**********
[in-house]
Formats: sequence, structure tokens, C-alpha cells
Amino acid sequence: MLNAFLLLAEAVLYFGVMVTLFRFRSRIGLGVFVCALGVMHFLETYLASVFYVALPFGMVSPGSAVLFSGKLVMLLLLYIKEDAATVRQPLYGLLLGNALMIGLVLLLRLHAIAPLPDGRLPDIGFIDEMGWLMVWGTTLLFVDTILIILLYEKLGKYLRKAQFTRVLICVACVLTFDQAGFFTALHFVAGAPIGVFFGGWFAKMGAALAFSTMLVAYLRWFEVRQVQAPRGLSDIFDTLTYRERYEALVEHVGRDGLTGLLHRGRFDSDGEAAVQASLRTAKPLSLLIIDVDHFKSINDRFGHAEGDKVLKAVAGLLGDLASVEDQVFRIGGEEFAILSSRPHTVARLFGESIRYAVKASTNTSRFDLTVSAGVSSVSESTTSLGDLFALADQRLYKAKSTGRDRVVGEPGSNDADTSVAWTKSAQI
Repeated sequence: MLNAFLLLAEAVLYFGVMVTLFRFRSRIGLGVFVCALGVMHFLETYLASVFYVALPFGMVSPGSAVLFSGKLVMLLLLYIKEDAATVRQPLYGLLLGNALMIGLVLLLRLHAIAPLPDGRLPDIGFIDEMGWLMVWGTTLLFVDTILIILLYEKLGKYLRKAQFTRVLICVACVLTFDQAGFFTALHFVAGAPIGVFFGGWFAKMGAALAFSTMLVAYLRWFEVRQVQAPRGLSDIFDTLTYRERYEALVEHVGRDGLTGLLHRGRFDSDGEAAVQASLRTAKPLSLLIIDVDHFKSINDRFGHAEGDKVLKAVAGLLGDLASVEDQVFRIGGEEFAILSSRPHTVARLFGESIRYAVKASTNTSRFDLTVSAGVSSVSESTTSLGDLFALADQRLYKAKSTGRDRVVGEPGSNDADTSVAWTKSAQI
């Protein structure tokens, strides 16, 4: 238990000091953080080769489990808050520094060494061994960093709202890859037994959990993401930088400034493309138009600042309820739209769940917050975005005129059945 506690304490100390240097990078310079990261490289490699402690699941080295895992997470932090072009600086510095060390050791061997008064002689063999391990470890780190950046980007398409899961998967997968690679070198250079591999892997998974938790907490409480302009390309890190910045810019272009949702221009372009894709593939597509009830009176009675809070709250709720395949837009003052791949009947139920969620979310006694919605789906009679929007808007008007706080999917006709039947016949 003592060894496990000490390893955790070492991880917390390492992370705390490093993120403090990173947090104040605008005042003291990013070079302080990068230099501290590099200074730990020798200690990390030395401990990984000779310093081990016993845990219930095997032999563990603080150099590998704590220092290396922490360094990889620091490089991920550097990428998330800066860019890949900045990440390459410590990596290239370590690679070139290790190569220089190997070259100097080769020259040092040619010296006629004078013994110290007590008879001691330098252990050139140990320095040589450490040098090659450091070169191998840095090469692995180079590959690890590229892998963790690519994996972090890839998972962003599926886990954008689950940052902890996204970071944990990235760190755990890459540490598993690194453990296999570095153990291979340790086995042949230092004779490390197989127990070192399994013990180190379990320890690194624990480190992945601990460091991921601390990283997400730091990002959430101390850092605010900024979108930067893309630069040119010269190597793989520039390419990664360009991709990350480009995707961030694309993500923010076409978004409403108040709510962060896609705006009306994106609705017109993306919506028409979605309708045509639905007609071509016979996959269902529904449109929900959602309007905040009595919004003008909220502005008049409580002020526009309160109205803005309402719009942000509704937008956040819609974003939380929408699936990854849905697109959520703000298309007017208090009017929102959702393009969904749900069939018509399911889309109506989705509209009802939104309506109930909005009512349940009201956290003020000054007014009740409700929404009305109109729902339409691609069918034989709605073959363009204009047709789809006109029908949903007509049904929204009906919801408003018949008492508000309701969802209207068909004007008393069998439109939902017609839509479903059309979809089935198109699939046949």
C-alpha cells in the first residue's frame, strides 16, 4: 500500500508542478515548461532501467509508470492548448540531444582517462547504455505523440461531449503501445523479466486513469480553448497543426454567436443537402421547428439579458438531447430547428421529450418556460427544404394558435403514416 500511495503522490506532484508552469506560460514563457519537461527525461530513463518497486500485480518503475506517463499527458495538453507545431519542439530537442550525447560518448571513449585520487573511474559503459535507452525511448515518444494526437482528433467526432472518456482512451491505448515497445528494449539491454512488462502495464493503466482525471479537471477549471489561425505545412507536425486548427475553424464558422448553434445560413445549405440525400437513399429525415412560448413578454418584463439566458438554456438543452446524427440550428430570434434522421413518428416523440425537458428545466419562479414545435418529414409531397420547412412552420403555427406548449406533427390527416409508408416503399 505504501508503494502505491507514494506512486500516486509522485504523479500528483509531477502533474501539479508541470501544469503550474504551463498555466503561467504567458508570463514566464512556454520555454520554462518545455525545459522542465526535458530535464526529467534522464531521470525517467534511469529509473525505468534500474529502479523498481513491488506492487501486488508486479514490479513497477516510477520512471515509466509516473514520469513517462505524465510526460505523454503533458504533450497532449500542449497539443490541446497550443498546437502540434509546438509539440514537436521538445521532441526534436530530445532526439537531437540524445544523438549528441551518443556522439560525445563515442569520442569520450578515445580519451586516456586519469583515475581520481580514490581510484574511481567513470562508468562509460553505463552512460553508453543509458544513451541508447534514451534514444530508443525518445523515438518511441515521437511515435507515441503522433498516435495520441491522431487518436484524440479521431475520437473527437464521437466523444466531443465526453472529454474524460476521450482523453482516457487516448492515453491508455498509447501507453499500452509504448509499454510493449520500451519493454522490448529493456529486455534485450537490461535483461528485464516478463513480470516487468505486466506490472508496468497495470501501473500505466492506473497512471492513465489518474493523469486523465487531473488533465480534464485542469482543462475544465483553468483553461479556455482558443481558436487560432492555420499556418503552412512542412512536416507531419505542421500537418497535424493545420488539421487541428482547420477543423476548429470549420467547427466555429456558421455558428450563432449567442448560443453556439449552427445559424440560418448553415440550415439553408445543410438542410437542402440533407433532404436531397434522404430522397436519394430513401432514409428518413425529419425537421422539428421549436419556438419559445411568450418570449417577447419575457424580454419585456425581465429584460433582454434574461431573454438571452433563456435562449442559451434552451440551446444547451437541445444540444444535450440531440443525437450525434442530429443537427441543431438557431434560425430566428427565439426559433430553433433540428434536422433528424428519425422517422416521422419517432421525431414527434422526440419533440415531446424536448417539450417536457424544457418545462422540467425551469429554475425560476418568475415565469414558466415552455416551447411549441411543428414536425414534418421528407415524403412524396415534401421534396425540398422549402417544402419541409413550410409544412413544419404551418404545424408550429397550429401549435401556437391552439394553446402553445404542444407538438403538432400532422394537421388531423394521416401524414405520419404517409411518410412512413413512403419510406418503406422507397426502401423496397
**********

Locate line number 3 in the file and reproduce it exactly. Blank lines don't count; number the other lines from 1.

Amino acid sequence: MLNAFLLLAEAVLYFGVMVTLFRFRSRIGLGVFVCALGVMHFLETYLASVFYVALPFGMVSPGSAVLFSGKLVMLLLLYIKEDAATVRQPLYGLLLGNALMIGLVLLLRLHAIAPLPDGRLPDIGFIDEMGWLMVWGTTLLFVDTILIILLYEKLGKYLRKAQFTRVLICVACVLTFDQAGFFTALHFVAGAPIGVFFGGWFAKMGAALAFSTMLVAYLRWFEVRQVQAPRGLSDIFDTLTYRERYEALVEHVGRDGLTGLLHRGRFDSDGEAAVQASLRTAKPLSLLIIDVDHFKSINDRFGHAEGDKVLKAVAGLLGDLASVEDQVFRIGGEEFAILSSRPHTVARLFGESIRYAVKASTNTSRFDLTVSAGVSSVSESTTSLGDLFALADQRLYKAKSTGRDRVVGEPGSNDADTSVAWTKSAQI